Wednesday, December 07, 2011
Windows Store Beta Coming In February
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At a Windows Store preview event in San Francisco,
Microsoft announced the policies and business terms for
the Windows Store, which will be an integrated feature
in Windows 8 OS and the distribution point for Metro
The company described the app certification policies and business terms for the Store, both of
which are now published to Microsoft's Dev Center. Microsoft also announced
its First Apps contest for developers, and invited a select set of developers to submit Metro style
apps for inclusion in the Beta version of the Store.
In an effort to attract developers, Microsoft will be offering an up to 80% revenue share for apps sold through its new platform.
Windows Store Details
Microsoft has designed the Windows Store for easy app discovery. The company used minimal chrome so apps shine through, and complemented the apps with a series of
way-finding and promotion mechanisms - search, category
browse, ranking lists, editorial curation - to help people find apps:
The landing page pushes compelling apps to the surface.
Categories help organize the apps?the latest, most
popular, and fast rising apps all have dedicated lists
surfaced here. Personalized app recommendations and also
topic pages that promote apps related to editorial
themes will be also available.
The Store app catalog will be also indexed by search
engines, such as Bing. The web search result will point
to a web version of the app listing, which Microsoft
publishes based on the same content provided for the
Store app listing. For users who are running Windows 8,
the page directs them to the Store. For other users, the
page says the app is available on Windows 8.
Developers will be also able to promote apps from their
websites, not just with "available in the Windows Store"
logos, but with built-in promotion through Internet
Explorer 10. With a line of markup, a website will be
able to promote an app via the app button within the
browser, visible to anyone running Internet Explorer 10
on Windows 8. The app button on a Windows 8 PC takes
users to the app listing in the Store or directly to the
app, if it's installed.
These design choices mean minimal distance between the
user and the app listing, which is a developer's promotional canvas. Below, you can see that ZeptoLab, the developers of the popular game Cut the Rope, can
take full advantage of the design of the app listing page to show off the Cut the Rope app that they've developed for Windows 8:
The Windows Store will offer free and paid apps in 231
markets worldwide. Microsoft will offer a number of
market-specific catalogs, tailored for those customers,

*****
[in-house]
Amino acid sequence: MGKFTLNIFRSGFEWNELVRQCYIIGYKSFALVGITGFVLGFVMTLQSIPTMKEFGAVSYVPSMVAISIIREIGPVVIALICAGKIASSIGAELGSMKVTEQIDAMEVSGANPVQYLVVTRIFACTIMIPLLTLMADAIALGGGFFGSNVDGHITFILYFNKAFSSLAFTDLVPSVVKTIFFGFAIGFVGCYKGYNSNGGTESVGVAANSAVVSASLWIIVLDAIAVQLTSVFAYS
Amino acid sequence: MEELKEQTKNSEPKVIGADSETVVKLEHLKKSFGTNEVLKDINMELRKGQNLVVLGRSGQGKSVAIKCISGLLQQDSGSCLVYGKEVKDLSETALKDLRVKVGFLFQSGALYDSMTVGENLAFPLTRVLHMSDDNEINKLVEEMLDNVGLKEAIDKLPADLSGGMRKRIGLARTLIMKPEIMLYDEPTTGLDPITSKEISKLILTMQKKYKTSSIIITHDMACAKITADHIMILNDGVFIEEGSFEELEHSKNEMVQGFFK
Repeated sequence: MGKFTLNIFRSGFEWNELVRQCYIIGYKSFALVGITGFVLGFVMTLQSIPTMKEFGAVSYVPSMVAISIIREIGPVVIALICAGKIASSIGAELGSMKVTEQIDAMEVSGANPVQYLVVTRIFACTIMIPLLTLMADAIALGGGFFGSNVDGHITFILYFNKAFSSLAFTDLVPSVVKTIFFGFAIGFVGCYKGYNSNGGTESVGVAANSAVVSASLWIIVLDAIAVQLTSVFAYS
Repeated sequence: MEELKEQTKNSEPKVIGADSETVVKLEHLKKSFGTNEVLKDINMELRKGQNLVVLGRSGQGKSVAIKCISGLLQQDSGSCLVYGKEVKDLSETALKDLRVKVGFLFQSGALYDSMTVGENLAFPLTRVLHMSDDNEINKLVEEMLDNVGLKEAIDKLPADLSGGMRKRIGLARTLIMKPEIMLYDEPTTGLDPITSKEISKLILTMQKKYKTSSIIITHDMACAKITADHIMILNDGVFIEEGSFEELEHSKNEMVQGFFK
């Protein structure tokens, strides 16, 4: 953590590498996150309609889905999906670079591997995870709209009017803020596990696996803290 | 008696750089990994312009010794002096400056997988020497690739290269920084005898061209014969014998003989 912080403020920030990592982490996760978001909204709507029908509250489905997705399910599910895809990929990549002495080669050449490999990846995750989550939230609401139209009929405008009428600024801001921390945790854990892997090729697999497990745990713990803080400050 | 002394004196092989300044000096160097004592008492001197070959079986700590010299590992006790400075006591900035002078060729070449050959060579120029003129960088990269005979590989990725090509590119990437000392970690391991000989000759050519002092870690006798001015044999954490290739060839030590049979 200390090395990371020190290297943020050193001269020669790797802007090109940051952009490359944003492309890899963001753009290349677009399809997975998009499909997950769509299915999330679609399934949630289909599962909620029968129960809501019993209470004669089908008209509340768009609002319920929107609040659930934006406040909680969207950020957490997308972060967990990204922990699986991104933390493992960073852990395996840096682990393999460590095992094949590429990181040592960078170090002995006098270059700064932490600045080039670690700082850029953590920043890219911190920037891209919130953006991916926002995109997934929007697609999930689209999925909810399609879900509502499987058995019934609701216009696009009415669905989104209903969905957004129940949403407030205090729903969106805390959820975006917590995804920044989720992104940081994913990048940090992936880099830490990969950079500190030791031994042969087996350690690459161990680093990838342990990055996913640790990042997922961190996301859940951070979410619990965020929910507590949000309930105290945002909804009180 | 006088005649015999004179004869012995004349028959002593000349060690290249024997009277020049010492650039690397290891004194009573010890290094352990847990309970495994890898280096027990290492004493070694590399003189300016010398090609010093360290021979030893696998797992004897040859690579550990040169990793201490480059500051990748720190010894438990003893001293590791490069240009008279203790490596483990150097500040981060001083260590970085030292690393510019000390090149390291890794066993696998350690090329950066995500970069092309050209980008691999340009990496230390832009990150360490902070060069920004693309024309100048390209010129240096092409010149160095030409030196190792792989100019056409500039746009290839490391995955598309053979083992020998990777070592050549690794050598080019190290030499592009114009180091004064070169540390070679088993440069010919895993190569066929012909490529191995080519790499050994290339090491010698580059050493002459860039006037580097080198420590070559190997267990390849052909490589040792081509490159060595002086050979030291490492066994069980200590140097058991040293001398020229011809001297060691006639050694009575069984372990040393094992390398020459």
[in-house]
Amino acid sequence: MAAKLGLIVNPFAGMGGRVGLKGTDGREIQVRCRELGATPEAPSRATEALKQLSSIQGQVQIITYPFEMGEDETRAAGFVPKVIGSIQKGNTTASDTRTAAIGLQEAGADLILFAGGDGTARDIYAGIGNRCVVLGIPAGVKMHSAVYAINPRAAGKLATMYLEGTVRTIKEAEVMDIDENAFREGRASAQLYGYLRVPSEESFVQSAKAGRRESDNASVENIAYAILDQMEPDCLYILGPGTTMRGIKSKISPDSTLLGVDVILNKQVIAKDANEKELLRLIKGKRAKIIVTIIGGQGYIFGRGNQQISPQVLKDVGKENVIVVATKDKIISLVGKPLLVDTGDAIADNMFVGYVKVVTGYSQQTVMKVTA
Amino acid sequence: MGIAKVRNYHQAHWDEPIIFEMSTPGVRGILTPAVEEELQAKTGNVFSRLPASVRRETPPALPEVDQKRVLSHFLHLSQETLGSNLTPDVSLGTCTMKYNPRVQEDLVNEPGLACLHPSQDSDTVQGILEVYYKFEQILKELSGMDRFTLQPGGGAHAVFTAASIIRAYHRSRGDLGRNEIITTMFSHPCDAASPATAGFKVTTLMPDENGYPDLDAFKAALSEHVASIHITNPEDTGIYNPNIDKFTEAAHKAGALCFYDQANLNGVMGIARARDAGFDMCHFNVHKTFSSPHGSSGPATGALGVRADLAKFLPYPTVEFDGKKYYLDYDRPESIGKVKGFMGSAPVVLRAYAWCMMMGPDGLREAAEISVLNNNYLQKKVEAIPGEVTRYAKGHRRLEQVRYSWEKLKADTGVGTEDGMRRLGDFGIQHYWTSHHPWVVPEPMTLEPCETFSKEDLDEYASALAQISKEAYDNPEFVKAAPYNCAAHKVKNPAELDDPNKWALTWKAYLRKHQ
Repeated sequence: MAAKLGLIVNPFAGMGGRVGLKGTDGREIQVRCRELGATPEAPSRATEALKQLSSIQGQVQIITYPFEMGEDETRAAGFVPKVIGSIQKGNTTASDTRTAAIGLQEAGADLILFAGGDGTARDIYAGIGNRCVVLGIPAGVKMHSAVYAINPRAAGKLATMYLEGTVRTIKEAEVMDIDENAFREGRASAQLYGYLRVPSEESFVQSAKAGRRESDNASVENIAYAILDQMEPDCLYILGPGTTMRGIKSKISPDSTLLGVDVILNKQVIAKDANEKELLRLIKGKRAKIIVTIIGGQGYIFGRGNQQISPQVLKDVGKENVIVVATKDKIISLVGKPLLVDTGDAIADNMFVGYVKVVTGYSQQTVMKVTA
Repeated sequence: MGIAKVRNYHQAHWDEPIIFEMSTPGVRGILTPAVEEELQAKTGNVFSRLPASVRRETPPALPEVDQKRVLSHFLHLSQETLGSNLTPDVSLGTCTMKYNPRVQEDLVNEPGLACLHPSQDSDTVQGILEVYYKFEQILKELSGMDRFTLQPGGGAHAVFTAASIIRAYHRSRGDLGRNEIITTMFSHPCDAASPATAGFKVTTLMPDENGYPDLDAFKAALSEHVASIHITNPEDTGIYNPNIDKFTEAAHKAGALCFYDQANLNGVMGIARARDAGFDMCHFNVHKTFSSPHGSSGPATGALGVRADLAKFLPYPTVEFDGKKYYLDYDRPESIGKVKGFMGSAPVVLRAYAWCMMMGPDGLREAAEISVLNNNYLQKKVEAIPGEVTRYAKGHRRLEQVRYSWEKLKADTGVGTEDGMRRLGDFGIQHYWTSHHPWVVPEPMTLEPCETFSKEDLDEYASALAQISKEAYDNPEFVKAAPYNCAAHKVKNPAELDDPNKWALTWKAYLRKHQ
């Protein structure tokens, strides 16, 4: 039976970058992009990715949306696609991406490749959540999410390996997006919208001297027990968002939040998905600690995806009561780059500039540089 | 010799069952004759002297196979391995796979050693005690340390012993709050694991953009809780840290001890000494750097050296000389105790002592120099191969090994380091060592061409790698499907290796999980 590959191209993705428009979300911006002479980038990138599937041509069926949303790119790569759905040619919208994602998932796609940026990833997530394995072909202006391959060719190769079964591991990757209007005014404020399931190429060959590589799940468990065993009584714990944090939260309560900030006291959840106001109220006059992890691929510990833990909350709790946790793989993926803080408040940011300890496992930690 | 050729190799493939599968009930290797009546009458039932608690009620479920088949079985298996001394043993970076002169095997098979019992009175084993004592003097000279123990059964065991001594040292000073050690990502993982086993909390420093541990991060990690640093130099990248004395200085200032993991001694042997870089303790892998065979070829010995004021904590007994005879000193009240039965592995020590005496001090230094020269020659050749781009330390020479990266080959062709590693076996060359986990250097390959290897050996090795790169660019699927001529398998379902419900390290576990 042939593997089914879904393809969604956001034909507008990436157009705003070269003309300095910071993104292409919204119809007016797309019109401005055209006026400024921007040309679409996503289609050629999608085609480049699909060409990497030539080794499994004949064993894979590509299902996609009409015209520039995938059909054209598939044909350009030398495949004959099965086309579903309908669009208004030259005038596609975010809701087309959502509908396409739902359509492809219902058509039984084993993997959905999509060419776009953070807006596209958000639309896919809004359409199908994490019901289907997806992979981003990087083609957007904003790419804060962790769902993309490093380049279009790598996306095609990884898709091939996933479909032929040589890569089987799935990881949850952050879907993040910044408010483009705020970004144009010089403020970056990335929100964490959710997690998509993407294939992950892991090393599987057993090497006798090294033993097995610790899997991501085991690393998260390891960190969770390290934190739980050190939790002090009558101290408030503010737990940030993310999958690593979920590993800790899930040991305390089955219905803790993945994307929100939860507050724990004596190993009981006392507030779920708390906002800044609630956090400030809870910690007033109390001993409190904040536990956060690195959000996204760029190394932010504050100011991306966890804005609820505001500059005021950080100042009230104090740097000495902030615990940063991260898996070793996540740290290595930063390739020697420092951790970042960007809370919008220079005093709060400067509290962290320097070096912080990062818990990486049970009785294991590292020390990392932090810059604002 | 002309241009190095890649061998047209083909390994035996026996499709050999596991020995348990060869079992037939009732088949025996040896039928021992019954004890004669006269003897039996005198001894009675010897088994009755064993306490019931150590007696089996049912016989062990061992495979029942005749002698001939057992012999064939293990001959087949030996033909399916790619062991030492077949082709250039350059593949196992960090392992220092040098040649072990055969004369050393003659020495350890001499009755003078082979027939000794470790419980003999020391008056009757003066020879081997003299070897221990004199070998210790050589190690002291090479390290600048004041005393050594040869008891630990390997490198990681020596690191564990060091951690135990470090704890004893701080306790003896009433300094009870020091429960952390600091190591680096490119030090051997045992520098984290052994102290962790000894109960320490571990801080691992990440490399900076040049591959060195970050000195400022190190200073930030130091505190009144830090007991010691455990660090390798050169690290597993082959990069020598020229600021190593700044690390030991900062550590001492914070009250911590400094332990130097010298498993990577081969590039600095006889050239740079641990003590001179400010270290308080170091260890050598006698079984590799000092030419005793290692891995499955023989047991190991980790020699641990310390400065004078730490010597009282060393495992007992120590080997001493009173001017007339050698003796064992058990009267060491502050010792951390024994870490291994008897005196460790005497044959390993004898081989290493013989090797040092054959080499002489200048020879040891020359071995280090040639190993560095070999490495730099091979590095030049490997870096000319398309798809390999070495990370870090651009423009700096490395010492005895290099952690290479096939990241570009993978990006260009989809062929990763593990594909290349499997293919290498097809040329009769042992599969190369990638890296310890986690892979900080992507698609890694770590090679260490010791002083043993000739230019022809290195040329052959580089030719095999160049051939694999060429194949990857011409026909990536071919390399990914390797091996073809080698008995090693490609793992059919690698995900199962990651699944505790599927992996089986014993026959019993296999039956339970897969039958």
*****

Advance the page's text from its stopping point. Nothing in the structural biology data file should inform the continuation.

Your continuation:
and a "rest of world" (ROW) catalog for all other
markets. Developers will be able to choose the catalogs
in which their app is listed.
Apps listed in the Store will be visible to all Windows
8 users, so enterprise apps can be offered in the Store,
just like any other Metro style app. However, Microsoft
will also offer support for enterprises that want direct
control over the deployment of Metro style apps.
Enterprises will be able to choose to limit access to
the Windows Store catalog by their employees, or allow
access but restrict certain apps. In addition,
enterprises will be able to choose to deploy Metro style
apps directly to PCs, without going through the Store
infrastructure. For Windows 8 Beta, IT administrators
can use group policy to permit Metro style app
installations, as long as the apps are signed by trusted
publishers and the machines are joined to the domain. Then the IT admin can use powershell commandlets to manage those Metro-style apps on Windows 8.
Microsoft will also offer full platform support for
free apps, trials (both time-based and feature-based
trials) and paid apps, including in-app purchase. Sales
sales analytics will also help developers target their
customers more effectively.
That said, developers will be also able to choose to
manage their customer transactions directly, for
example, with newspaper subscriptions, or to adopt a
business model with offline fulfillment, such as for
auctions. Microsoft does not mandate a specific
transaction engine and developers can use their own.
They can also choose the ad control that works best for
Lots of apps already have business models that depend on
a particular transaction provider or that benefit from
ties to other lines of business. Developers who want to
use their own transaction platforms for in-app purchases
will be able to do so with the Windows Store.
Microsoft will also allow choice in ad controls, as many
developers take advantage of advertising as a way to
fund their businesses. With the Windows Store,
developers will be able to choose to use whatever ad
platform they prefer, whether it?s from Microsoft or
Microsoft is providing every developer with the
technical certification assessments - the App
Certification Kit - as part of the SDK, as well as an app
acceptance guidance, in plain language, in its app certification policies. The App Certification Kit and the SDK are
included in the Windows 8 Developer Preview.
Regarding the economics of the Store, Microsoft's individual registration fee will be $49 USD ($99 USD for companies). The company will also will share up to 80%
of the revenue generated from app sales. The revenue share base is 70% - just like Apple's store - but when an app achieves $25k USD in revenue - aggregated across
all sales in every market?that app moves to 80% revenue
share for the lifetime of that app.
The Windows Store will be available when Windows 8 Beta is released.
Microsoft added that all apps during the Beta period will be free apps.